Nuntius was right. I was wrong. Frank Vogel has retained his job.
"A player who makes a team great is more valuable than a great player. Losing yourself in the group, for the good of the group, thatís teamwork."
I feel that the best team of that Laker dynasty was when they went against us in the Finals with Glenn Rice
The best team was the next year where they went 15-1 in the playoffs. In 2000, they had a couple of close calls (Sacramento and Portland took them to the distance....Portland almost beat them). In 2001, however, they just completely bulldozed everyone. Kobe was considerably better in 2001 than he was in 2000. The 2001 duo of Shaq and Kobe has to be the best playoff duo ever.
tough to say...the 2000 team was the most focused but their inexperience almost did them in (they stumbled around in the postseason...taken to the limit by both #8 seed Sacramento and rival Portland)
The 2001 team gave zero ****s about the regular season, but they had possibly the greatest postseason run ever. Aside from one game (which took a near-flawless effort by the entire sixer team), they smashed everyone. Total embarrassment. Not for one minute did you think any other team could compete with them.
All of their role players played like stars.
Derek Fisher's numbers from that year's western conference finals:
3PT: 75% (15/20)
Last edited by Kstat; 08-26-2014 at 02:18 AM.
Division Champions 1955, 1956, 1988, 1989, 1990, 2002, 2003, 2005, 2006, 2007, 2008
Conference Champions 1955, 1956, 1988, 2005
NBA Champions 1989, 1990, 2004
There are two types of quarterbacks in the league: Those whom over time, the league figures out ... and those who figure out the league.
If your goal is to maximize the current team's championship potential (as ours should have been in 1999), then you don't trade a proven solid veteran for an 18 year old kid who at best won't help you much for a couple of seasons. Even if Bender would have amounted to something, he was never going to help us in that 1999-00 season when we made the Finals. AD OTOH would have been another body to put on Shaq and at the very least would have taken some of the exhausting pressure off of the other players who had to defend him.
If we really felt that we had to trade AD, then we could have at least traded him for another veteran player who could have helped us in the Finals season. Trading him for a rookie would have been a fine move if we were a .500 team, but we were a team that was competing for the championship. After we got beat by the Knicks in 1999, we should have been hell bent on doing everything possible to improve in 1999-2000. Instead, Walsh gave up on that group the moment we got beat by 8 seed NY. AD was the first domino to fall in 1999, then he spent the 99-00 season waiting to blow up the rest of the squad. He never cared about improving a team that had just made three ECF's and an NBA Finals.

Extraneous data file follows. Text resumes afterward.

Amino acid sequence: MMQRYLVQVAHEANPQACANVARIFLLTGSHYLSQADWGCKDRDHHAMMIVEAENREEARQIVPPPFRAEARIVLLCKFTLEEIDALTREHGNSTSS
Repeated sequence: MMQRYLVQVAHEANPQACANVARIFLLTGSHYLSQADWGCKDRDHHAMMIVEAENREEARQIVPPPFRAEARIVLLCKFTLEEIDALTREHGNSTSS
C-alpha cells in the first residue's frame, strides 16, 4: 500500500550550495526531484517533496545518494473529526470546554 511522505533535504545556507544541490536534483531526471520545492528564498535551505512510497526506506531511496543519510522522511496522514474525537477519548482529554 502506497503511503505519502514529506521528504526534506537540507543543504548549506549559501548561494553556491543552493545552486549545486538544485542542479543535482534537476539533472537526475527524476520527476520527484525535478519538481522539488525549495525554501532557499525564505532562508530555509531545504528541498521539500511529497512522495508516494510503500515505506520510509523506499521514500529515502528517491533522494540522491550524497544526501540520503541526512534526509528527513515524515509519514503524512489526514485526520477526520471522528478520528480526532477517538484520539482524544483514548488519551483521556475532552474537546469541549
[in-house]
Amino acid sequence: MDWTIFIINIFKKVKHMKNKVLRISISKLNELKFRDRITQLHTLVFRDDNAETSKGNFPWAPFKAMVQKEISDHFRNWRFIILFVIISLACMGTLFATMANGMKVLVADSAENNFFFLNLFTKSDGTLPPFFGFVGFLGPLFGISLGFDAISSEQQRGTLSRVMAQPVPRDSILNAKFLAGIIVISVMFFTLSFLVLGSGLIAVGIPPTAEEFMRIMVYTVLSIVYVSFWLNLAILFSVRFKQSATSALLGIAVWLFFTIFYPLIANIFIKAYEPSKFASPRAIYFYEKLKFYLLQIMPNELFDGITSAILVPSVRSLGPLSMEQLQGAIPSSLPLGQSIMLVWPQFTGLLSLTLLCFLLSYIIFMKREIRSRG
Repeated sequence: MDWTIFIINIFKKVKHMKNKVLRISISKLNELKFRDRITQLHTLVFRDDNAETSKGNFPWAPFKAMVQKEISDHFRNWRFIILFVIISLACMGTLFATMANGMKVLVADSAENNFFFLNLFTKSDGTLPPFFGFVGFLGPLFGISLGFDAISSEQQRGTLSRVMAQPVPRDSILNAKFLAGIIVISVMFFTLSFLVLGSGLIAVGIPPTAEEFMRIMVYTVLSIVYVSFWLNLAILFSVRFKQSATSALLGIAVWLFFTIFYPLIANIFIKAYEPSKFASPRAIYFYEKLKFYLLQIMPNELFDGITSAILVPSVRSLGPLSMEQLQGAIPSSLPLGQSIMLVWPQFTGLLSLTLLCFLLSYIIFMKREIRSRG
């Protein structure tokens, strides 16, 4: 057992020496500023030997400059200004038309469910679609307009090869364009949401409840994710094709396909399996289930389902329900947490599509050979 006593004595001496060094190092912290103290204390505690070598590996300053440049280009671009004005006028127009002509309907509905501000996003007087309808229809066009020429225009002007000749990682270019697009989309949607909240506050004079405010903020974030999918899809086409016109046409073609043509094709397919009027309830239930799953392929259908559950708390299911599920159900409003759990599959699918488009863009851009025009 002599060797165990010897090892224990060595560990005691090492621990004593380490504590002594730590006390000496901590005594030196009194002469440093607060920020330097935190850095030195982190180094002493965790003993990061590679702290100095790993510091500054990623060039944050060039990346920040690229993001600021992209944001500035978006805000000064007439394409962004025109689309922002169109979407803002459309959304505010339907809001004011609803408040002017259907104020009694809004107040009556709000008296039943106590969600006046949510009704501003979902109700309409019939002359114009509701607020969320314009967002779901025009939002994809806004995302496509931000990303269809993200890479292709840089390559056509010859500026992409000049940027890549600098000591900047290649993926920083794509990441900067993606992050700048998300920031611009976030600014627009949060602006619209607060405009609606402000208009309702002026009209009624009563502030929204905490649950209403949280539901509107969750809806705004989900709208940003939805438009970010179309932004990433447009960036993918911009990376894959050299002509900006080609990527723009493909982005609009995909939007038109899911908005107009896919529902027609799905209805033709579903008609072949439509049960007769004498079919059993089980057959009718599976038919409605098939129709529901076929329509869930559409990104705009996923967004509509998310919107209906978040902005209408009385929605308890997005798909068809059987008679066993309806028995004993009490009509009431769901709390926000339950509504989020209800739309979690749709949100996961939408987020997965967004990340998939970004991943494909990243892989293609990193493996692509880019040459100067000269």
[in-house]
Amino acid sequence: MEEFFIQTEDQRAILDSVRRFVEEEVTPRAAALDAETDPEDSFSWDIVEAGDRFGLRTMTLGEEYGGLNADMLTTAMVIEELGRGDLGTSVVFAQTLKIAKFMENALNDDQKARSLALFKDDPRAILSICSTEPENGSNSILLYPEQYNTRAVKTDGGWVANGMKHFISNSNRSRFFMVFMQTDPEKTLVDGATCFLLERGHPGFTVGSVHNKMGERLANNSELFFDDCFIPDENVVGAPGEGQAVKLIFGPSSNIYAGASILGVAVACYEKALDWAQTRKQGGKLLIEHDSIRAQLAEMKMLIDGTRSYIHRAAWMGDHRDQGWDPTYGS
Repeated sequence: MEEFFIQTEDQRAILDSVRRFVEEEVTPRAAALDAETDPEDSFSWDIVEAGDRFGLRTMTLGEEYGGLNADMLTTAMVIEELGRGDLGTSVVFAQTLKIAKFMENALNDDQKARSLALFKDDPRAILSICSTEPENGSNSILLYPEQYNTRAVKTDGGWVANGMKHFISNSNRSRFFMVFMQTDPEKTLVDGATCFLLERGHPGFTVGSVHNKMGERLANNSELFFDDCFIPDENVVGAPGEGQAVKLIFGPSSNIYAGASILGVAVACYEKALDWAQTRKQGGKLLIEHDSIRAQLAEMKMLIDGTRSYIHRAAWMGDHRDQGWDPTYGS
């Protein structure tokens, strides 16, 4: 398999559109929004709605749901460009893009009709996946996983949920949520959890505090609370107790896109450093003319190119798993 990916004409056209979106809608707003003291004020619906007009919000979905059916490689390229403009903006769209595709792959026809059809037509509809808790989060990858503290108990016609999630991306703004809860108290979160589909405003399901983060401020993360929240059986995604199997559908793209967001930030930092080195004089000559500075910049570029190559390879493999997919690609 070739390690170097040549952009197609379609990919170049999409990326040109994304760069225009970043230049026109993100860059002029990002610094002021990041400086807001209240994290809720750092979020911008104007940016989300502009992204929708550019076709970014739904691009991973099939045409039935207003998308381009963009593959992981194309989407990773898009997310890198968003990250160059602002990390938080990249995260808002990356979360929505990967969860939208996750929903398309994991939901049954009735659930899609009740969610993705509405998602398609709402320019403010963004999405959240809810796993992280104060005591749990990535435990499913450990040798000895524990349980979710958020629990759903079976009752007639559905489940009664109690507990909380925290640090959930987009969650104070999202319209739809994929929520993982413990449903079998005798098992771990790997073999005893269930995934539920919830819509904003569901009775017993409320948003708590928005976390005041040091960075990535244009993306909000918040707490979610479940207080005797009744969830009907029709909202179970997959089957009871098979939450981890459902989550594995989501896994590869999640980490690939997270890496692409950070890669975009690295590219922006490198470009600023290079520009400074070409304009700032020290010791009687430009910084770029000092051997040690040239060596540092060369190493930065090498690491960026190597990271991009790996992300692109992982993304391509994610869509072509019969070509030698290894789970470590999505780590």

2001 gets the edge because of Kobe. In 2000, Kobe was a great player. In 2001, he transformed into a full out HOF superstar who was playing like one of the best players ever.
Kobe's 2000 playoff numbers: 21.1 PPG/4.5 RPG/4.4 APG
Kobe's 2001 playoff numbers: 29.4 PPG/7.3 RPG/6/1 APG
Shaq was a pretty much the same in 2001 as he was in 2000, i.e. he was a dominant unstoppable beast. In 2000, you could at least compete with them and put yourself in a position to win the series. Portland virtually had them beat in Game 7 that year. But Kobe's evolution the following year, combined with Shaq's continuing dominance, literally made them unbeatable. They waltzed through the regular season that year as both Shaq and Kobe played less than 70 games, but once they got their act together for the playoffs, it was game on. Also, as you mention, their role players played perfectly off of them.
Last edited by Sollozzo; 08-26-2014 at 10:35 AM.
2001 was when Kobe fully became Kobe. The best part about it was that Phil still had his mind completely honed in to the triangle. Kobe wanted it to be his team, but understood that things needed to go through Shaq early, while Kobe could take over late. It wasn't until the late 2000's that Kobe was able to bring this out of him again at such a high level.